Ministry to resume subsidies for stalled pluthermal plan

The No. 3 reactor, background, at Kyushu Electric Power Co.’s Genkai nuclear power plant in Genkai, Saga Prefecture, is one of just four reactors with pluthermal technology in Japan.

February 2, 2022

The economy ministry plans to bring back its subsidy program for areas that host pluthermal generation facilities in an attempt to break the logjam in the nuclear fuel recycling program.

The funds will be offered by the end of fiscal 2022.

The pluthermal program is part of the government’s nuclear fuel cycle policy, in which plutonium extracted from spent nuclear fuel produced at power plants in Japan is processed into plutonium-uranium mixed oxide (MOX) fuel and reused at reactors.

The Federation of Electric Power Companies of Japan plans to start pluthermal power production at 12 or more reactors by fiscal 2030.

But the technology has been in service at only four reactors: the No. 3 and No. 4 reactors in Kansai Electric Power Co.’s Takahama plant in Fukui Prefecture; the No. 3 reactor of Shikoku Electric Power Co.’s Ikata plant in Ehime Prefecture; and the No. 3 reactor of Kyushu Electric Power Co.’s Genkai plant in Saga Prefecture.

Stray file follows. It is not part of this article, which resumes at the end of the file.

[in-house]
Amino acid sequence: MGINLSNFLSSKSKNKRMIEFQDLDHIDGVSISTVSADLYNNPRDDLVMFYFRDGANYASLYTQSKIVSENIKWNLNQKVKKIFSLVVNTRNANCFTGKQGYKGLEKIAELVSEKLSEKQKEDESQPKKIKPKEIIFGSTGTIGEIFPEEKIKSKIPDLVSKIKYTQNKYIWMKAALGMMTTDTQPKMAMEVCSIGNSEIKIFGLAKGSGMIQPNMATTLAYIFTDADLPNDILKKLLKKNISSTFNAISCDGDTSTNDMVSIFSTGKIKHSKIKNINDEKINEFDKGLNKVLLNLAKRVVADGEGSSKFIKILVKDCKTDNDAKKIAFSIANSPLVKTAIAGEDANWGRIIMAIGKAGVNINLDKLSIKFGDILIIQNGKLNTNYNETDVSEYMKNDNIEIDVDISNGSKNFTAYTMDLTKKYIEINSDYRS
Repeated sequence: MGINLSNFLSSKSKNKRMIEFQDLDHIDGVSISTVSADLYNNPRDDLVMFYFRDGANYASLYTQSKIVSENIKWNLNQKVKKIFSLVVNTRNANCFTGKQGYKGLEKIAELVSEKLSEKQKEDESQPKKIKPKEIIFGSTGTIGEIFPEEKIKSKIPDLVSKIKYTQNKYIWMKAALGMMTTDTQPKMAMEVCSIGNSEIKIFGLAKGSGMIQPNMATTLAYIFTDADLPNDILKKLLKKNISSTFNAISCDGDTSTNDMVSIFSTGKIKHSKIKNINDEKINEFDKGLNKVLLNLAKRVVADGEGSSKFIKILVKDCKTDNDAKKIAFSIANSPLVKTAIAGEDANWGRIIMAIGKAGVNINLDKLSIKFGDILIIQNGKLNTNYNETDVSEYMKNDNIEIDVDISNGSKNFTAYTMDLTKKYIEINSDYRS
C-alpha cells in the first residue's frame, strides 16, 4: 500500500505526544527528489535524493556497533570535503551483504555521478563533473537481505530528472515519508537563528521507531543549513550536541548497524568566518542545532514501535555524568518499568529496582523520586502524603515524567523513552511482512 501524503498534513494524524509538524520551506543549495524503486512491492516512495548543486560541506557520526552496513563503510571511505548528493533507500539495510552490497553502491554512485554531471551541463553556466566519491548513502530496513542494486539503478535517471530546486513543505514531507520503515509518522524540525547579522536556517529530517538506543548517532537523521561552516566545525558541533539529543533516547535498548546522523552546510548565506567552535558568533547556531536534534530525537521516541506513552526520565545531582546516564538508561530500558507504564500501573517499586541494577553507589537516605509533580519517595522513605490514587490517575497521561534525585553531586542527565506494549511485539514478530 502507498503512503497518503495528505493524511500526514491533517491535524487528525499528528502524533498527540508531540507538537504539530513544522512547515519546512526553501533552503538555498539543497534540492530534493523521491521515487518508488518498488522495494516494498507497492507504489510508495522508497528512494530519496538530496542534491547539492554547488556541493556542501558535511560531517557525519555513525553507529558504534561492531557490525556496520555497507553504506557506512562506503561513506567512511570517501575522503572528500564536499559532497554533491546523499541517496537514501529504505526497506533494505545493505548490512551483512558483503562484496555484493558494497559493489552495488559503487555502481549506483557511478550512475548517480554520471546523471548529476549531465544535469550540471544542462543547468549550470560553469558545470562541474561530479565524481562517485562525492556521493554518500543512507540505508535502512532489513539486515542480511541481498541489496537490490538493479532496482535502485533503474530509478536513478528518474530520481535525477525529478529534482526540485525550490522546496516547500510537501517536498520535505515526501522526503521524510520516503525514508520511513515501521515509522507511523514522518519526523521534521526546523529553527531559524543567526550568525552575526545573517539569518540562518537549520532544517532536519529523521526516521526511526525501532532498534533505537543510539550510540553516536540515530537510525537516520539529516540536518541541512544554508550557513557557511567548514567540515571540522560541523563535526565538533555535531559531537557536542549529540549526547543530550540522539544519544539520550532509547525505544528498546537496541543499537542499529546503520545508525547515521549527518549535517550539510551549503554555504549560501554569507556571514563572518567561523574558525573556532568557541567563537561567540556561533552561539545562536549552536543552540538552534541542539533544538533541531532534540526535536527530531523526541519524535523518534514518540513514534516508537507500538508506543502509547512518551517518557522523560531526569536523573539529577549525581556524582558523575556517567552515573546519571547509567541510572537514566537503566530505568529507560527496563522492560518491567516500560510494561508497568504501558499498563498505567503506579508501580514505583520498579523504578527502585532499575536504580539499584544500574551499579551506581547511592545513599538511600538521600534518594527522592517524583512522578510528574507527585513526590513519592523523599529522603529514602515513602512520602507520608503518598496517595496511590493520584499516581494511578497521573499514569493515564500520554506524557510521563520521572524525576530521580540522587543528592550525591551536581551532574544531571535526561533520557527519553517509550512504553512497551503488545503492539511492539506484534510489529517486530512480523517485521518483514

By distributing the local-revitalization subsidies, the ministry hopes to accelerate the formation of regional agreements on the fuel cycle project.

A reprocessing facility operated by Japan Nuclear Fuel Ltd. in Aomori Prefecture to recover plutonium is scheduled for completion in the first half of fiscal 2022, but the treatment plant cannot be put in full operation unless pluthermal generation spreads.

Unable to expand the use of MOX fuel, Japan now has 46 tons of plutonium stuck in storage, which has raised international concerns over its potential use in nuclear weapons.

Previously, prefectural governments that had agreed by fiscal 2008 to join the pluthermal circle could receive up to 6 billion yen ($52.4 million) in subsidies. Those that agreed by fiscal 2014 were eligible for a maximum of 3 billion yen in subsidies.

Eight prefectures, including Fukui, Ehime and Saga, have been receiving the subsidies. But currently there are no similar funding mechanisms for local governments under the pluthermal plan.

The economy ministry plans to incorporate a new system to finance prefectures with reactors that have not benefited from past subsidy programs.

Reactors at Japan Atomic Power Co.’s Tokai No. 2 nuclear power plant in Ibaraki Prefecture and elsewhere are expected to be eligible.

Although Chubu Electric Power Co.’s Hamaoka power plant in Shizuoka Prefecture and Chugoku Electric Power Co.’s Shimane plant in Shimane Prefecture are included on the list for past subsidies, it is unclear when they can restart operations because of difficulties in passing the Nuclear Regulation Authority’s screening and gaining consent from residents near the plants.